On September 14th, British Airways flew a carbon neutral flight from London to Glasgow. The airline collaborated with Heathrow, air traffic service provider NATS, fuel giant bp, Glasgow Airport and Airbus to operate the short carbon neutral flight, which departed Heathrow at 10.36 on Tuesday September 14th, and arrived in Glasgow at 11.28 local time. British Airways BA1476 became the airline’s first ever passenger flight to be powered directly by sustainable aviation fuel (SAF), with the remaining emissions produced by the flight offset.
This flight offered a practical demonstration of the progress we’re making in our carbon reduction journey. By working together with our industry partners we’ve delivered a 62% improvement in emissions reductions compared to a decade agoSean Doyle, British Airways’ Chairman and CEO
The short journey on the airline’s new special liveried sustainability aircraft painted in partnership with Airbus replicated a flight British Airways operated to Edinburgh in 2010. At the time, neither offsetting nor sustainable aviation fuel were available to reduce the flight’s impact on the environment, and the journey was operated on an older aircraft carrying fewer passengers.
The aim of flight was to show how far the aviation industry has progressed in its efforts to decarbonize over the last decade. The flight was operated by an Airbus A320neo, the quietest and most fuel-efficient short-haul aircraft currently in British Airways’ fleet.
The A320neo is a great example of how far our industry has come. It meets all the ICAO environmental standards thanks to advances in engines, aerodynamics, cabin and flight operations. The A320neo burns 20% less fuel, which means less C02, compared to its predecessor and is 50% quieterJulie Kitcher, Airbus’ Executive Vice President Corporate Affairs and Communications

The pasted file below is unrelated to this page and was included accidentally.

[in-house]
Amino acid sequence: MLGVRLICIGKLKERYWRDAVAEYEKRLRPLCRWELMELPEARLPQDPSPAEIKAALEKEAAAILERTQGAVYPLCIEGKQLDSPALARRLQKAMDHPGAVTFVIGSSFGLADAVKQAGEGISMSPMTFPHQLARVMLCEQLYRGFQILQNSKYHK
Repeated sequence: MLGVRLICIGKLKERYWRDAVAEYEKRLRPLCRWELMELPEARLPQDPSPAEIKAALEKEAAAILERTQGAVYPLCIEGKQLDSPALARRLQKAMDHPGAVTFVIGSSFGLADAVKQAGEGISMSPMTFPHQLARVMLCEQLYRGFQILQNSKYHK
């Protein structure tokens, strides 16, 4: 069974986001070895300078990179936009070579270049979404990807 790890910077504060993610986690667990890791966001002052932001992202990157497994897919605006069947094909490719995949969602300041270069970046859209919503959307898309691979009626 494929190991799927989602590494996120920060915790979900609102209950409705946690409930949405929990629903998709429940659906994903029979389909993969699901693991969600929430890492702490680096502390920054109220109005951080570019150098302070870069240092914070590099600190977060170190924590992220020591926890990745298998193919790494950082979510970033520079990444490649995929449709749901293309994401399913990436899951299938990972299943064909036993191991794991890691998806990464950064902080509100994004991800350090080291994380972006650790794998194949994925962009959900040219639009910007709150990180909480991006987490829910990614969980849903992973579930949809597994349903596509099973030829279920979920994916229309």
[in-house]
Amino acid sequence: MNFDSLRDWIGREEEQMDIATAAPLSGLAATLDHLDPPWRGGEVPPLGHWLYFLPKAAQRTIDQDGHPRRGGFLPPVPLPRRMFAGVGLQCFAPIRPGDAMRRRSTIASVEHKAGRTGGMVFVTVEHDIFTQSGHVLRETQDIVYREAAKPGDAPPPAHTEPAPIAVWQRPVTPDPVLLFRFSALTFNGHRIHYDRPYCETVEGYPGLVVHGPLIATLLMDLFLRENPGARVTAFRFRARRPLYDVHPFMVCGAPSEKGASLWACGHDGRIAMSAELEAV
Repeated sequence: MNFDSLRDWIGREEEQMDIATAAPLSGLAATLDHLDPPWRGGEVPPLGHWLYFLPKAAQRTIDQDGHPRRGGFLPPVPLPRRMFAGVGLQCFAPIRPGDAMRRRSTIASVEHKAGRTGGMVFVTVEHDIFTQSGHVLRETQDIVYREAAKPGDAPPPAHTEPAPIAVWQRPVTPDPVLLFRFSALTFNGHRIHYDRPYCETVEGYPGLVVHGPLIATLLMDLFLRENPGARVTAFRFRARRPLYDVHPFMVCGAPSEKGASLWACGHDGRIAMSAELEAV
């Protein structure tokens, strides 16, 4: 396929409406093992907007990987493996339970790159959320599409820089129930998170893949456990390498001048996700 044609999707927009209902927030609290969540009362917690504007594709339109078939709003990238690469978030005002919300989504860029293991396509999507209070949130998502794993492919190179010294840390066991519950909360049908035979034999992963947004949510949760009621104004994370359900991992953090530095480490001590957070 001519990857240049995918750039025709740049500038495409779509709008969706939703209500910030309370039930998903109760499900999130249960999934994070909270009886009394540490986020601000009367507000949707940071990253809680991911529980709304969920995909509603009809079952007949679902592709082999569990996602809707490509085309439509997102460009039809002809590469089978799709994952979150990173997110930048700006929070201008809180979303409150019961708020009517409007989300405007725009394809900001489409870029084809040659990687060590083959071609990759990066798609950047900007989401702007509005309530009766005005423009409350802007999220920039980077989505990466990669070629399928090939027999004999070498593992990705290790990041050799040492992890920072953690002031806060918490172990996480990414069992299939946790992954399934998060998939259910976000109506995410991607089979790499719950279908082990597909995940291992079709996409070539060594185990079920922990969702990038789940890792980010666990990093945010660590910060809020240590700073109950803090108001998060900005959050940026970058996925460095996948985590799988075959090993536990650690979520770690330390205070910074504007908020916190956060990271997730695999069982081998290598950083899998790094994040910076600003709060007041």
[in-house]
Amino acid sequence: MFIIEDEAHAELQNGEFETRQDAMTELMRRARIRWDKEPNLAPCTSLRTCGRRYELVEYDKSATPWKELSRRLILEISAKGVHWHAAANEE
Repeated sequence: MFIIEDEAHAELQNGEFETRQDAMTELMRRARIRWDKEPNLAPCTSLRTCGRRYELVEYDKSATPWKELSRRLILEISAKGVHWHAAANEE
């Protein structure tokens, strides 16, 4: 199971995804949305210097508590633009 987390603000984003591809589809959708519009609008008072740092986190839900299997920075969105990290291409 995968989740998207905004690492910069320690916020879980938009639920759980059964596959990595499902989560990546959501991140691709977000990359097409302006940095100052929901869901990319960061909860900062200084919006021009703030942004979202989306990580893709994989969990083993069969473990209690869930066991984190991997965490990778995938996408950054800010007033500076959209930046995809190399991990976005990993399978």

Since then, British Airways has made changes including installing newer, lighter seats on the new aircraft, lighter catering trollies and has replaced heavy flight manuals and inflight magazines with digital downloads, all helping to reduce the weight of the aircraft, contributing to lower fuel use and lower emissions.
The flight was directly powered by sustainable aviation fuel, provided by bp, blended at 35% with traditional jet fuel in accordance with technical aviation specifications. This is certified under the requirements of the ISCC system (the global certification standard).
The aircraft was pushed back using one of the airline’s electric Mototok vehicles, powered by Heathrow’s supply of 100% renewable electricity. Just one of the aircraft’s engines was used to taxi to the runway, almost halving the power used to start its journey.
Air traffic controllers at NATS directed the aircraft on its continuous climb from Heathrow and descent into Glasgow, avoiding any leveling off, which causes an increase in fuel burn. The most direct routing was provided by NATS as well as the most optimal flight level and the aircraft was able to land without airborne holding; techniques that successfully saved fuel and reduced emissions.
Climb speeds were programmed in advance and aircraft computer systems worked out the optimum altitude and used accurate weight and wind data to ensure the most efficient journey possible. On landing, the second engine was switched off to halve the power used and carbon emitted as it taxied to stand.
The flight achieved a 62% CO2 emissions reduction compared with the flight in 2010 – 34% from more efficient aircraft and operations, 28% from the use of sustainable aviation fuel with the remaining 38% offset using high quality, verified carbon offsets.